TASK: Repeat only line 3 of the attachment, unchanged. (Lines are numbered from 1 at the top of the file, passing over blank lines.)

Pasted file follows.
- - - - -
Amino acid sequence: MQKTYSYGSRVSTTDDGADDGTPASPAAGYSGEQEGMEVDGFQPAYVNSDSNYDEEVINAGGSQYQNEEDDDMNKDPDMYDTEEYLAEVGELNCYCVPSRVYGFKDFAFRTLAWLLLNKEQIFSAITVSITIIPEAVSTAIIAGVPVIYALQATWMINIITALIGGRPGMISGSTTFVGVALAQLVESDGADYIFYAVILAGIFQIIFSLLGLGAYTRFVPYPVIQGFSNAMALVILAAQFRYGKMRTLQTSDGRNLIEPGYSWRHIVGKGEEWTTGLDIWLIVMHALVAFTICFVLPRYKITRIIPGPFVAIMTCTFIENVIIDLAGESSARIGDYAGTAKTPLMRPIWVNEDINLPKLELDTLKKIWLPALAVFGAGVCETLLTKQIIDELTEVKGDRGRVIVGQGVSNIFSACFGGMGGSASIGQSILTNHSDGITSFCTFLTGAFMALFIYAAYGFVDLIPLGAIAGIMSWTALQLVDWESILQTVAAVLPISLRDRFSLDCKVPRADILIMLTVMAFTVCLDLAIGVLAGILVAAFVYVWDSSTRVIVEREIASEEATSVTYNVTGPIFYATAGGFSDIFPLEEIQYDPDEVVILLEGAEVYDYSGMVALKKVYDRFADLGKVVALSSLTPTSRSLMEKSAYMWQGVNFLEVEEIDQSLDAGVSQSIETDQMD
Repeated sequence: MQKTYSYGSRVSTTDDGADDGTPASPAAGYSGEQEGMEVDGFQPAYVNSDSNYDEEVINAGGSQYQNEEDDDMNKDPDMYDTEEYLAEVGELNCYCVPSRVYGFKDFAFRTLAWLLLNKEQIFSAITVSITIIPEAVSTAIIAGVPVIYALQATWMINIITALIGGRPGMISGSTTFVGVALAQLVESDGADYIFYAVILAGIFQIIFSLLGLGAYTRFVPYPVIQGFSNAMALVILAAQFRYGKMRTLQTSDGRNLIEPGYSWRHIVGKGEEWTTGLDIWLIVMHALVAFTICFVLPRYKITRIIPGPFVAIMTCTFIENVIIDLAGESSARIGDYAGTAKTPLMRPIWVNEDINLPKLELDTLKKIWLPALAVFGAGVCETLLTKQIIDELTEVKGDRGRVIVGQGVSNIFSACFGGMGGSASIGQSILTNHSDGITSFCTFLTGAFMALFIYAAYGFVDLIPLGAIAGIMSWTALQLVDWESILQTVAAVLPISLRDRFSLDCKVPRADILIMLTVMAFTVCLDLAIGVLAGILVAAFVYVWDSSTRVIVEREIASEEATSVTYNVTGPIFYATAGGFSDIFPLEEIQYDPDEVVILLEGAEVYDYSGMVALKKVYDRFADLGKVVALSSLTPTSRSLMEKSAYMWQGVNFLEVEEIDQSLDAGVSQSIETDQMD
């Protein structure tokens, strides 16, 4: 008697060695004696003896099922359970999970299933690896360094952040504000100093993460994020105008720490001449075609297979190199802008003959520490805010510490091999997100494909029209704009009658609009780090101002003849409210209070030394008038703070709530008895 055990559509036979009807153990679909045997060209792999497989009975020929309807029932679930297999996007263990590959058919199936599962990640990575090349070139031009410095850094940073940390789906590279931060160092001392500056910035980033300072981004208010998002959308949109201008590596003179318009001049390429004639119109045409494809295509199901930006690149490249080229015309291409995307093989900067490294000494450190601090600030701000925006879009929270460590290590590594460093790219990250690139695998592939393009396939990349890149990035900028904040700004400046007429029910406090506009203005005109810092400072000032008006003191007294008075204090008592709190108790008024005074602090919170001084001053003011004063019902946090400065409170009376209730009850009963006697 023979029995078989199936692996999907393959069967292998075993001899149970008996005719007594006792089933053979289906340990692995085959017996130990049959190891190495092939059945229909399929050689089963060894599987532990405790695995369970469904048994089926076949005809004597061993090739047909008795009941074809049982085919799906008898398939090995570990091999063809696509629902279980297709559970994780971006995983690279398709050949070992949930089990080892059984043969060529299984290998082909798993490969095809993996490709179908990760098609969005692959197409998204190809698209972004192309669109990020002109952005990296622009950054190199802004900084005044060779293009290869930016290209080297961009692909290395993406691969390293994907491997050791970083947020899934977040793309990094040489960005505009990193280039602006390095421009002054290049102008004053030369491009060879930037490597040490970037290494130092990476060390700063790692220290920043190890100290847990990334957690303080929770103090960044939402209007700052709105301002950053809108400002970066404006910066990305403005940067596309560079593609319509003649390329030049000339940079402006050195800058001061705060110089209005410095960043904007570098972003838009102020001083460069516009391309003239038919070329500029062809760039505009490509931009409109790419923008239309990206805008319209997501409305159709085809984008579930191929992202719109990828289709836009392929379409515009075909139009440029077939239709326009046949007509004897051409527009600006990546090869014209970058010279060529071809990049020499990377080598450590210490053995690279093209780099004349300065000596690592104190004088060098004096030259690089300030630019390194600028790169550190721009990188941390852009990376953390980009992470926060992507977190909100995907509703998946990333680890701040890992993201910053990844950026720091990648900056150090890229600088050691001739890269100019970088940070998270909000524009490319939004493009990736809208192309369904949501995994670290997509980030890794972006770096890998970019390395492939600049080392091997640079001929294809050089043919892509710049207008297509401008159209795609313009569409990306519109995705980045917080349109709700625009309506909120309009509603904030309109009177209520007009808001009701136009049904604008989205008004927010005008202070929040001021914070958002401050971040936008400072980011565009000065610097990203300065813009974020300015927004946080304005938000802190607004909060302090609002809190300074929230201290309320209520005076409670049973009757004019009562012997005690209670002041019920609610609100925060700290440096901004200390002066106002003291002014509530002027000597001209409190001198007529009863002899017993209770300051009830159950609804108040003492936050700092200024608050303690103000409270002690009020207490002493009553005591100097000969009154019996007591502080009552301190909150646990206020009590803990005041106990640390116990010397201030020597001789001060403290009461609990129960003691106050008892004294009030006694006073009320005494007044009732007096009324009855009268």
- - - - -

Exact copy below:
């Protein structure tokens, strides 16, 4: 008697060695004696003896099922359970999970299933690896360094952040504000100093993460994020105008720490001449075609297979190199802008003959520490805010510490091999997100494909029209704009009658609009780090101002003849409210209070030394008038703070709530008895 055990559509036979009807153990679909045997060209792999497989009975020929309807029932679930297999996007263990590959058919199936599962990640990575090349070139031009410095850094940073940390789906590279931060160092001392500056910035980033300072981004208010998002959308949109201008590596003179318009001049390429004639119109045409494809295509199901930006690149490249080229015309291409995307093989900067490294000494450190601090600030701000925006879009929270460590290590590594460093790219990250690139695998592939393009396939990349890149990035900028904040700004400046007429029910406090506009203005005109810092400072000032008006003191007294008075204090008592709190108790008024005074602090919170001084001053003011004063019902946090400065409170009376209730009850009963006697 023979029995078989199936692996999907393959069967292998075993001899149970008996005719007594006792089933053979289906340990692995085959017996130990049959190891190495092939059945229909399929050689089963060894599987532990405790695995369970469904048994089926076949005809004597061993090739047909008795009941074809049982085919799906008898398939090995570990091999063809696509629902279980297709559970994780971006995983690279398709050949070992949930089990080892059984043969060529299984290998082909798993490969095809993996490709179908990760098609969005692959197409998204190809698209972004192309669109990020002109952005990296622009950054190199802004900084005044060779293009290869930016290209080297961009692909290395993406691969390293994907491997050791970083947020899934977040793309990094040489960005505009990193280039602006390095421009002054290049102008004053030369491009060879930037490597040490970037290494130092990476060390700063790692220290920043190890100290847990990334957690303080929770103090960044939402209007700052709105301002950053809108400002970066404006910066990305403005940067596309560079593609319509003649390329030049000339940079402006050195800058001061705060110089209005410095960043904007570098972003838009102020001083460069516009391309003239038919070329500029062809760039505009490509931009409109790419923008239309990206805008319209997501409305159709085809984008579930191929992202719109990828289709836009392929379409515009075909139009440029077939239709326009046949007509004897051409527009600006990546090869014209970058010279060529071809990049020499990377080598450590210490053995690279093209780099004349300065000596690592104190004088060098004096030259690089300030630019390194600028790169550190721009990188941390852009990376953390980009992470926060992507977190909100995907509703998946990333680890701040890992993201910053990844950026720091990648900056150090890229600088050691001739890269100019970088940070998270909000524009490319939004493009990736809208192309369904949501995994670290997509980030890794972006770096890998970019390395492939600049080392091997640079001929294809050089043919892509710049207008297509401008159209795609313009569409990306519109995705980045917080349109709700625009309506909120309009509603904030309109009177209520007009808001009701136009049904604008989205008004927010005008202070929040001021914070958002401050971040936008400072980011565009000065610097990203300065813009974020300015927004946080304005938000802190607004909060302090609002809190300074929230201290309320209520005076409670049973009757004019009562012997005690209670002041019920609610609100925060700290440096901004200390002066106002003291002014509530002027000597001209409190001198007529009863002899017993209770300051009830159950609804108040003492936050700092200024608050303690103000409270002690009020207490002493009553005591100097000969009154019996007591502080009552301190909150646990206020009590803990005041106990640390116990010397201030020597001789001060403290009461609990129960003691106050008892004294009030006694006073009320005494007044009732007096009324009855009268």